A student recently asked me how I got my first professional job as a designer. It reminded me of a particularly difficult journey I hadn't thought of in years. Looking at my resume my path seems almost predestined. It was easy for me to almost forget how difficult it was to transition from student to professional. It almost didn't happen at all.
My last year in design school, I was doing sponsored projects for both Nike and Nissan. The Nike project was going extremely well and resulted in Nike flying me out to their headquarters outside of Portland, Oregon a couple of times to meet with the team and David Schenone, then the head of footwear design. A few months out from graduation, Dave made me an offer to come out to Nike full-time. Arrogantly, I asked if I could defer my decision until after graduation so I could weigh all of my options. I wanted to finish up my project for Nissan and I was hoping it also might turn into an offer.
Little did I know that many companies were having a difficult year. In fact it was one of the worst sales quarters Nike had ever seen. I wrapped up the program with Nissan and they expressed interest in me coming there, but they wanted me to get a couple years of experience first. Nike informed me that I was at the top of their list, but they had a 6-12 month hiring freeze. Interest from other companies like Seadoo and Bombardier also cooled when they readjusted their budgets.
This left me with one full-time offer to work on the design staff for a small company that manufactured electric assisted chairs for seniors. While this was a great opportunity, it just didn't feel like the right fit for the 21 year old me. To the surprise of my friends and family, I turned the offer down, ate a healthy serving of humble pie and moved back in with my parents that June.
Above: Sketch from the basement studio days. Hydrogen fuel cell steam train. Charcoal, prisma pencil, and marker on large format newsprint.
My folks gave me a deadline of 6 months to figure out what I was doing. I converted half of the basement into a makeshift studio and got the word out to everyone I could that I was freelancing. It turns out there is not a huge market for freelance work from young kids who don't really know what they are doing, but I got a couple of small contracts, a few of them on site with local firms. This at least gave me the sense of what it was like to work with professional designers and what the required level of work and discourse felt like. At night or when my freelance work was light, I would rework my portfolio, sometimes completely redoing projects. I took one day a week to mail out new work to firms and corporations as well as check in with some of the mentors I had cultivated in school to get their advice. Keep in mind this is when you had to actually mail booklets of work out to people and make phone calls.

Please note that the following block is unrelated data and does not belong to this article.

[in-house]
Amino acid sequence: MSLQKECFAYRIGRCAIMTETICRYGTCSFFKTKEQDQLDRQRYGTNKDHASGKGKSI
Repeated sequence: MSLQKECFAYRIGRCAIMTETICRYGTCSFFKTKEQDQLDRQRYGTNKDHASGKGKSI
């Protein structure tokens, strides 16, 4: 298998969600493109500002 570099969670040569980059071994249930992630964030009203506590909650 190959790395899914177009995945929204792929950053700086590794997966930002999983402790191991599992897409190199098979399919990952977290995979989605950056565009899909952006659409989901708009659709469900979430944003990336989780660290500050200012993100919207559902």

My six months at home were running out as were my freelance contracts. I was starting to get that nagging feeling of self-doubt; maybe it wasn't just the economy, maybe I wasn't good enough, maybe I was saying the wrong things, maybe this wouldn't work out. The downward spiral found me filling out an application to be part of the sales staff at Circuit City. I was out of time, I needed a job, and Circuit City was happy to give me one. I felt like the door to becoming a design professional was closing, a goal I had worked toward since I was 13 years old. I would start at the big box electronics store in one week. They fitted me for a maroon blazer.
For most of that week I moped around the house, eating peanut butter out of the jar and watching cartoons. I felt like I was mourning the person I had never become... and then, the phone rang. Early Friday morning I got a call from a firm that had gotten one of my packets of work. They thought it showed promise and asked if I could come in that next Monday morning for an interview. The same Monday I was to start work at Circuit City.
That weekend I was so nervous I barely ate. Should I give up on my dream and go to work at Circuit City to make some money, or should I call in sick on my first day of work and go to the interview. The answer appears so obvious now, but it seemed like such a gamble to me then after 6 months of rejections. Monday morning came and I made my decision. I called up Circuit City and instead of faking a sick day, I told them I quit. "But you haven't even started!" the manager exclaimed. I had decided that not only would I go to the interview, but that I would leave it with an offer in hand.... And I did...
Above, a young DiTullo just before graduation from the Rhode Island School of Design with his 1/4 scale model of a Nissan family car.
For more than 20 years Michael has been designing iconic products and brand experiences for some of the best brands in the world including Nike, Google, Motorola, Honda, and Hasbro. Located in Portland, Oregon, his studio focuses on industry leading halo projects across autonomous automotive, consumer electronics, travel, mobile devices, wearables, toys and conceptual Hollywood entertainment projects.